# Compact Genetic Algorithm #

## Name #

Compact Genetic Algorithm (cGA)

## Taxonomy #

The Compact Genetic Algorithm is a variation of the standard Genetic Algorithm, belonging to the field of Evolutionary Computation, which is a subfield of Computational Intelligence. It is closely related to other population-based optimization algorithms such as Estimation of Distribution Algorithms (EDAs) and Probabilistic Model-Building Genetic Algorithms (PMBGAs).

- Computational Intelligence
- Evolutionary Computation
- Evolutionary Algorithms
- Genetic Algorithms
- Compact Genetic Algorithm

- Genetic Algorithms

- Evolutionary Algorithms

- Evolutionary Computation

## Strategy #

The Compact Genetic Algorithm operates on a probabilistic model of the population rather than maintaining an explicit population of individuals. This model is represented by a probability vector, where each element corresponds to the probability of a specific gene (or bit) being present in an individual.

### Probability Vector Update #

At each iteration, the algorithm generates two candidate solutions by sampling from the probability vector. These solutions are then evaluated using the objective function, and their fitness values are compared. Based on the comparison, the probability vector is updated to favor the bits of the better solution. This update is performed using a simple frequency-based rule, where the probability of each bit is incremented or decremented by a small step size.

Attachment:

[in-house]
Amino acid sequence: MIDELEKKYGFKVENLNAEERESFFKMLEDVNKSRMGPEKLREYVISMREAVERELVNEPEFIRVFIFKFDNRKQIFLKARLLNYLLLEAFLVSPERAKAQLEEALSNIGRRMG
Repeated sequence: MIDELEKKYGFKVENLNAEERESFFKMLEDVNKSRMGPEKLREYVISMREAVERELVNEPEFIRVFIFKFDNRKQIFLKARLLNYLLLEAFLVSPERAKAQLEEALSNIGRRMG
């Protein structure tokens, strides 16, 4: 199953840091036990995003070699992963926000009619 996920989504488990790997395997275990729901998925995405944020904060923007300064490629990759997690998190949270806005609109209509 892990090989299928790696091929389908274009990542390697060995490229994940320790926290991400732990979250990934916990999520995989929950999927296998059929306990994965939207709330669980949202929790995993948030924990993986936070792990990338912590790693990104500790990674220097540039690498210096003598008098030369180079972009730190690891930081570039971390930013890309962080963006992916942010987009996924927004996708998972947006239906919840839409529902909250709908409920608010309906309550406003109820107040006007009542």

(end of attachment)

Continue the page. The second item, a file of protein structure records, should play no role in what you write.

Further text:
### Convergence and Termination #

The process of generating candidate solutions, evaluating their fitness, and updating the probability vector continues until convergence is reached or a maximum number of iterations is exceeded. Convergence is typically determined by monitoring the entropy of the probability vector, which measures the uncertainty or diversity of the population. As the algorithm progresses, the entropy decreases, indicating that the population is becoming more homogeneous and converging towards a specific solution.

## Procedure #

### Data Structures #

`probability_vector`

: A list of probabilities, where each element represents the probability of a specific bit being present in an individual.`best_solution`

: The best solution found so far during the optimization process.`best_fitness`

: The fitness value of the best solution found so far.

### Parameters #

`population_size`

: The virtual population size used to update the probability vector.`max_iterations`

: The maximum number of iterations allowed before termination.`step_size`

: The step size used to update the probability vector based on the comparison of candidate solutions.

### Pseudocode #

- Initialize the
`probability_vector`

with values of 0.5 for each bit. - Initialize
`best_solution`

and`best_fitness`

to None. - For each iteration until
`max_iterations`

is reached or convergence is detected:- Generate two candidate solutions,
`solution1`

and`solution2`

, by sampling from the`probability_vector`

. - Evaluate the fitness of
`solution1`

and`solution2`

using the objective function. - If the fitness of
`solution1`

is better than`solution2`

:- Update the
`probability_vector`

by incrementing the probabilities of the bits in`solution1`

and decrementing the probabilities of the bits in`solution2`

using the`step_size`

.

- Update the
- Else:
- Update the
`probability_vector`

by incrementing the probabilities of the bits in`solution2`

and decrementing the probabilities of the bits in`solution1`

using the`step_size`

.

- Update the